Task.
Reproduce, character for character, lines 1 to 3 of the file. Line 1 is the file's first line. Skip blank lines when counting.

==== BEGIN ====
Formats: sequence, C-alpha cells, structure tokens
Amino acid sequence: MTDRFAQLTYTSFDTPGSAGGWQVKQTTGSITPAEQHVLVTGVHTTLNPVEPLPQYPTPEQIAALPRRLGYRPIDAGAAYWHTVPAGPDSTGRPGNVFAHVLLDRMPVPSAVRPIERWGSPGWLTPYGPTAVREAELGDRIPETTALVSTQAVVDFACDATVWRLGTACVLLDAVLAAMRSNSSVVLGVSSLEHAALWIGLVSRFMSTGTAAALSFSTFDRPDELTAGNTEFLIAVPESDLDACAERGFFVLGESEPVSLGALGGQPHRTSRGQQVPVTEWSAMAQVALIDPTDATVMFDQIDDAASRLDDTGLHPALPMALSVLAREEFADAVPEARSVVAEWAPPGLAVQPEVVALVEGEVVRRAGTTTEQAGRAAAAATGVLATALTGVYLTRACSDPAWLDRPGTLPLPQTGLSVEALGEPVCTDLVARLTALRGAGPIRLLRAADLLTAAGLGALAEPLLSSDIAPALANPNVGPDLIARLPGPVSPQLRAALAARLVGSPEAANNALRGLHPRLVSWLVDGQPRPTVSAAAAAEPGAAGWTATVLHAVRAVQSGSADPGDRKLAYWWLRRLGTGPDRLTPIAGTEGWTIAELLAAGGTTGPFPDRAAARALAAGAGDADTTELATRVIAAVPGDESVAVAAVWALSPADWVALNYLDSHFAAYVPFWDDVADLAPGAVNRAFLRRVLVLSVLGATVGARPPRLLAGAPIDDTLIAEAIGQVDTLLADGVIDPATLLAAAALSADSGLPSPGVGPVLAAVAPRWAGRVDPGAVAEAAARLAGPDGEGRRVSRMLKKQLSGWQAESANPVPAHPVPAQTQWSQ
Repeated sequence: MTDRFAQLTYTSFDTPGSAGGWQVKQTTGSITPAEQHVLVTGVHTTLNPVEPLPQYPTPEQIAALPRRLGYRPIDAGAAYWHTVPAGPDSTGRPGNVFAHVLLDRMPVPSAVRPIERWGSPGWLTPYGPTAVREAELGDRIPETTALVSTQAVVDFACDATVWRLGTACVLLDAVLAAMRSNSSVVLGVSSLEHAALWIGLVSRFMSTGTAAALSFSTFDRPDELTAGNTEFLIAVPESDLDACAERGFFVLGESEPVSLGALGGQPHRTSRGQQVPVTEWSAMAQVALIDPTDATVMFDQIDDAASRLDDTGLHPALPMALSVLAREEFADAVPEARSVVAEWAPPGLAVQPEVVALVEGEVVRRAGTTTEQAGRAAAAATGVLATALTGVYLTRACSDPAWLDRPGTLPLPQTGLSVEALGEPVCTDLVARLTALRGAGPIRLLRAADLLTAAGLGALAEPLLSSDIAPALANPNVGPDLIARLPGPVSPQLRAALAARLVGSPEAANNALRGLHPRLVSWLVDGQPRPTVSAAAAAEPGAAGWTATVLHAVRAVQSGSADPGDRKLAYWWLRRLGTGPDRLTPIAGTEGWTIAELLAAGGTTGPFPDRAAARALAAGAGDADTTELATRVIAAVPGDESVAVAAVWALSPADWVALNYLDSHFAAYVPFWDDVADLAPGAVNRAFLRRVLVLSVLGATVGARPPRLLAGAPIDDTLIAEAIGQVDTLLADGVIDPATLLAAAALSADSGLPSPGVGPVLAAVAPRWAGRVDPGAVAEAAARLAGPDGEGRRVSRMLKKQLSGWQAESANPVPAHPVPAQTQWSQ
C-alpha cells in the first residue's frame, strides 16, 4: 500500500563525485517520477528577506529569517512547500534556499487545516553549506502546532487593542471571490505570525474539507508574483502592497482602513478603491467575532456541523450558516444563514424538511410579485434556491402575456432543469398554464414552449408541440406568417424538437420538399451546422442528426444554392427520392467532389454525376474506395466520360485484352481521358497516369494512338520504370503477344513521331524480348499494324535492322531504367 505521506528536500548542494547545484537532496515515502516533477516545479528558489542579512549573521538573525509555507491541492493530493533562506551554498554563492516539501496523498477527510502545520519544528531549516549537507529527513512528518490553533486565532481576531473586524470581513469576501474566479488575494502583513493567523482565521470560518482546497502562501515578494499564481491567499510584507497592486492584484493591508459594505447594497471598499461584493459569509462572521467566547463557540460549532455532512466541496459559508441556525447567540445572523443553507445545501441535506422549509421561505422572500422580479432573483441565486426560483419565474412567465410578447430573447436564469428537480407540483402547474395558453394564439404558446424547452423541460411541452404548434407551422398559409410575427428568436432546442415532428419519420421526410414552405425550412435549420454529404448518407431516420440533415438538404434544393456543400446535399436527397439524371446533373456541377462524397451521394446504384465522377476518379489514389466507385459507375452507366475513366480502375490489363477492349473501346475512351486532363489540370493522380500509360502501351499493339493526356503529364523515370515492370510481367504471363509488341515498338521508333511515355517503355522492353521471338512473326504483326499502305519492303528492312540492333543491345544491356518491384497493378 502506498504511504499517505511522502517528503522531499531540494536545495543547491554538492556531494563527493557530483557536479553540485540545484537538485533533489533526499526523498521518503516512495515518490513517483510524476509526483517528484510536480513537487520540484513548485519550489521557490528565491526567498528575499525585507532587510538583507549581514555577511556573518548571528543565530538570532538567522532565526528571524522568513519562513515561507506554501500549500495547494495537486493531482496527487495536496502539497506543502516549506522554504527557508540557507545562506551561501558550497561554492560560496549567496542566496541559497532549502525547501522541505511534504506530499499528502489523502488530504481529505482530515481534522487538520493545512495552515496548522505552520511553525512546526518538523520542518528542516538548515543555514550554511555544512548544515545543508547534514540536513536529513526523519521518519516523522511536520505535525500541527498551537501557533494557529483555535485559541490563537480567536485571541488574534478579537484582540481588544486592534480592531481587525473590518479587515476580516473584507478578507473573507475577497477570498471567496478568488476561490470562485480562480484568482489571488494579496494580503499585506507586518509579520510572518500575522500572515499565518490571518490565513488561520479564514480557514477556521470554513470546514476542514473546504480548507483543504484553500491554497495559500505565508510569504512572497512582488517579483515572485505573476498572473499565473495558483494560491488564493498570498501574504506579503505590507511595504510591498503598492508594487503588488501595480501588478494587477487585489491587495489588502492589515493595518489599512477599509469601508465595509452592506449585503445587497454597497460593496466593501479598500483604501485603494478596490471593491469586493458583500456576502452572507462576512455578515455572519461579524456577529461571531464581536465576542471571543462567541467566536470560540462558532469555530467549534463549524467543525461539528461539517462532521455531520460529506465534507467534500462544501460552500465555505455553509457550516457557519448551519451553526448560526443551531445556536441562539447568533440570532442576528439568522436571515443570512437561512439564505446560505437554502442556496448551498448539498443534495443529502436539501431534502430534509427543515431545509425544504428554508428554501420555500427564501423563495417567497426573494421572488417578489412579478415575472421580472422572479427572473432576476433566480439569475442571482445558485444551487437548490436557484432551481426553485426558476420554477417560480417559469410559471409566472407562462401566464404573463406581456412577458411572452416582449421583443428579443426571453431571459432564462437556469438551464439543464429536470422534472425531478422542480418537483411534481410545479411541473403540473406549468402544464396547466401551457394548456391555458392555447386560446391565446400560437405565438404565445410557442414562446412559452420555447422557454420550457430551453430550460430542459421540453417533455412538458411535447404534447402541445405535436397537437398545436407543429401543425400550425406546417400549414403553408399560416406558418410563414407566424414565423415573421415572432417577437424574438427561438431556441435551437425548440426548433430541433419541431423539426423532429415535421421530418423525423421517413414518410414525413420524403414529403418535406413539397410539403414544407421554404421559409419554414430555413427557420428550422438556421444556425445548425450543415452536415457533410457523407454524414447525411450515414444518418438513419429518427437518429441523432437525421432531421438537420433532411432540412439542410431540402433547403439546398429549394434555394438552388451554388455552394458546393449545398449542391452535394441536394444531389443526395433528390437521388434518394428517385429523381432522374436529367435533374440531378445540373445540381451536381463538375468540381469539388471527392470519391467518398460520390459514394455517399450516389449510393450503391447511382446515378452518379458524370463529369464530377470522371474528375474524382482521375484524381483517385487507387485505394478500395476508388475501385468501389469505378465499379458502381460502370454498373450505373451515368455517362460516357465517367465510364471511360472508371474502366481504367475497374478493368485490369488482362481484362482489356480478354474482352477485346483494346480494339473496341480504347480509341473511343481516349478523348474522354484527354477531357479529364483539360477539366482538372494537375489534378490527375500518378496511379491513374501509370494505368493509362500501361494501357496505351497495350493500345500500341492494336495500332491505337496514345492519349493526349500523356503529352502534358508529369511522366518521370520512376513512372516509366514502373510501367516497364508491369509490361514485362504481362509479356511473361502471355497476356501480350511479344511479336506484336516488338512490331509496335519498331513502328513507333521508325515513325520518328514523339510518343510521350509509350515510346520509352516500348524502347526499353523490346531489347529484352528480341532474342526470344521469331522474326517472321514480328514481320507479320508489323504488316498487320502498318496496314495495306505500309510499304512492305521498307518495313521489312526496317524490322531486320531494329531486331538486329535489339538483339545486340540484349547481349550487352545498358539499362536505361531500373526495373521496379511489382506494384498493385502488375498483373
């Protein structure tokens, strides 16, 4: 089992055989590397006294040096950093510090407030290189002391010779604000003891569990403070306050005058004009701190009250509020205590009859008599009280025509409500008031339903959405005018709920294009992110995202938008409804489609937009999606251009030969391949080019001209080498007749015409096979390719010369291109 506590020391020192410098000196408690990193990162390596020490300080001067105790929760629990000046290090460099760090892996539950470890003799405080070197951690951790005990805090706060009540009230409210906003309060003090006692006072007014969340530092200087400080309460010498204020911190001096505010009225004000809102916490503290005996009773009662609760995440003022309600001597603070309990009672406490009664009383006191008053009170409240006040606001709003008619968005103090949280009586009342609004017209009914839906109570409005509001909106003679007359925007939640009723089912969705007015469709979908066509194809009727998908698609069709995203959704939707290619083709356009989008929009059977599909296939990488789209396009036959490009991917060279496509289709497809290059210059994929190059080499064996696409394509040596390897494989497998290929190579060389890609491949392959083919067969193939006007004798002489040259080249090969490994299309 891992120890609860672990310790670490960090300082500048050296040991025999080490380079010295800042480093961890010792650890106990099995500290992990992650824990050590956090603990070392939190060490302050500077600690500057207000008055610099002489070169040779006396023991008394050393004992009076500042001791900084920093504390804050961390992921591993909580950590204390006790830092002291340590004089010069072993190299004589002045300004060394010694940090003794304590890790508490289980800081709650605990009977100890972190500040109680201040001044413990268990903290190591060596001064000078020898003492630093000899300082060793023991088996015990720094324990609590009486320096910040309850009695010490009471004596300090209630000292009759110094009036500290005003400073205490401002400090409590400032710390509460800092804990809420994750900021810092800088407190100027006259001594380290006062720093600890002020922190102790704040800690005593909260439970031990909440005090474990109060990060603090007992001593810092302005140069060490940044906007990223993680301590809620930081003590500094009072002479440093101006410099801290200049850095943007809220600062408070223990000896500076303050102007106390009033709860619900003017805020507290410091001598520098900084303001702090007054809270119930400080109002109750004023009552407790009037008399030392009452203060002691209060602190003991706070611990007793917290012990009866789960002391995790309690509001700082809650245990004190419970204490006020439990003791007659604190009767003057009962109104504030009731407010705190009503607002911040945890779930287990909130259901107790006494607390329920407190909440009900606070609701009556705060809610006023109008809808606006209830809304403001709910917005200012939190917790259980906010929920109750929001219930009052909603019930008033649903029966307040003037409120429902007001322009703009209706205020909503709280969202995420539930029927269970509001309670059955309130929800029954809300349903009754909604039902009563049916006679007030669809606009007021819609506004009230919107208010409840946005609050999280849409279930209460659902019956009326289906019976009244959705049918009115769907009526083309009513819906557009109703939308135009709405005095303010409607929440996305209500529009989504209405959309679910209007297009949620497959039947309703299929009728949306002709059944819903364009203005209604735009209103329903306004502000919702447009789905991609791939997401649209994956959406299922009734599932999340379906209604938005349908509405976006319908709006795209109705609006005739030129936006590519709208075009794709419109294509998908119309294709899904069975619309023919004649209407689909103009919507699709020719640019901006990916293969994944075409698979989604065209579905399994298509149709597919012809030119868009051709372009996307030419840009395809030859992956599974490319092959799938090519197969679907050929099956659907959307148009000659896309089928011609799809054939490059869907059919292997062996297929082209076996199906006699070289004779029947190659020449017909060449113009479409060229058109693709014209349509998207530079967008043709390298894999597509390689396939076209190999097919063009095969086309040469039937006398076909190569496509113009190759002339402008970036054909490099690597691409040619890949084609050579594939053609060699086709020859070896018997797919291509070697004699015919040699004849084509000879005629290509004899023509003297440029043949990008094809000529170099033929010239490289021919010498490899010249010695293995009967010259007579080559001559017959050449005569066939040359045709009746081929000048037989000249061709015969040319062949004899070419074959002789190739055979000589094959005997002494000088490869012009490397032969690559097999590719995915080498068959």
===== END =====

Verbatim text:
Formats: sequence, C-alpha cells, structure tokens
Amino acid sequence: MTDRFAQLTYTSFDTPGSAGGWQVKQTTGSITPAEQHVLVTGVHTTLNPVEPLPQYPTPEQIAALPRRLGYRPIDAGAAYWHTVPAGPDSTGRPGNVFAHVLLDRMPVPSAVRPIERWGSPGWLTPYGPTAVREAELGDRIPETTALVSTQAVVDFACDATVWRLGTACVLLDAVLAAMRSNSSVVLGVSSLEHAALWIGLVSRFMSTGTAAALSFSTFDRPDELTAGNTEFLIAVPESDLDACAERGFFVLGESEPVSLGALGGQPHRTSRGQQVPVTEWSAMAQVALIDPTDATVMFDQIDDAASRLDDTGLHPALPMALSVLAREEFADAVPEARSVVAEWAPPGLAVQPEVVALVEGEVVRRAGTTTEQAGRAAAAATGVLATALTGVYLTRACSDPAWLDRPGTLPLPQTGLSVEALGEPVCTDLVARLTALRGAGPIRLLRAADLLTAAGLGALAEPLLSSDIAPALANPNVGPDLIARLPGPVSPQLRAALAARLVGSPEAANNALRGLHPRLVSWLVDGQPRPTVSAAAAAEPGAAGWTATVLHAVRAVQSGSADPGDRKLAYWWLRRLGTGPDRLTPIAGTEGWTIAELLAAGGTTGPFPDRAAARALAAGAGDADTTELATRVIAAVPGDESVAVAAVWALSPADWVALNYLDSHFAAYVPFWDDVADLAPGAVNRAFLRRVLVLSVLGATVGARPPRLLAGAPIDDTLIAEAIGQVDTLLADGVIDPATLLAAAALSADSGLPSPGVGPVLAAVAPRWAGRVDPGAVAEAAARLAGPDGEGRRVSRMLKKQLSGWQAESANPVPAHPVPAQTQWSQ
Repeated sequence: MTDRFAQLTYTSFDTPGSAGGWQVKQTTGSITPAEQHVLVTGVHTTLNPVEPLPQYPTPEQIAALPRRLGYRPIDAGAAYWHTVPAGPDSTGRPGNVFAHVLLDRMPVPSAVRPIERWGSPGWLTPYGPTAVREAELGDRIPETTALVSTQAVVDFACDATVWRLGTACVLLDAVLAAMRSNSSVVLGVSSLEHAALWIGLVSRFMSTGTAAALSFSTFDRPDELTAGNTEFLIAVPESDLDACAERGFFVLGESEPVSLGALGGQPHRTSRGQQVPVTEWSAMAQVALIDPTDATVMFDQIDDAASRLDDTGLHPALPMALSVLAREEFADAVPEARSVVAEWAPPGLAVQPEVVALVEGEVVRRAGTTTEQAGRAAAAATGVLATALTGVYLTRACSDPAWLDRPGTLPLPQTGLSVEALGEPVCTDLVARLTALRGAGPIRLLRAADLLTAAGLGALAEPLLSSDIAPALANPNVGPDLIARLPGPVSPQLRAALAARLVGSPEAANNALRGLHPRLVSWLVDGQPRPTVSAAAAAEPGAAGWTATVLHAVRAVQSGSADPGDRKLAYWWLRRLGTGPDRLTPIAGTEGWTIAELLAAGGTTGPFPDRAAARALAAGAGDADTTELATRVIAAVPGDESVAVAAVWALSPADWVALNYLDSHFAAYVPFWDDVADLAPGAVNRAFLRRVLVLSVLGATVGARPPRLLAGAPIDDTLIAEAIGQVDTLLADGVIDPATLLAAAALSADSGLPSPGVGPVLAAVAPRWAGRVDPGAVAEAAARLAGPDGEGRRVSRMLKKQLSGWQAESANPVPAHPVPAQTQWSQ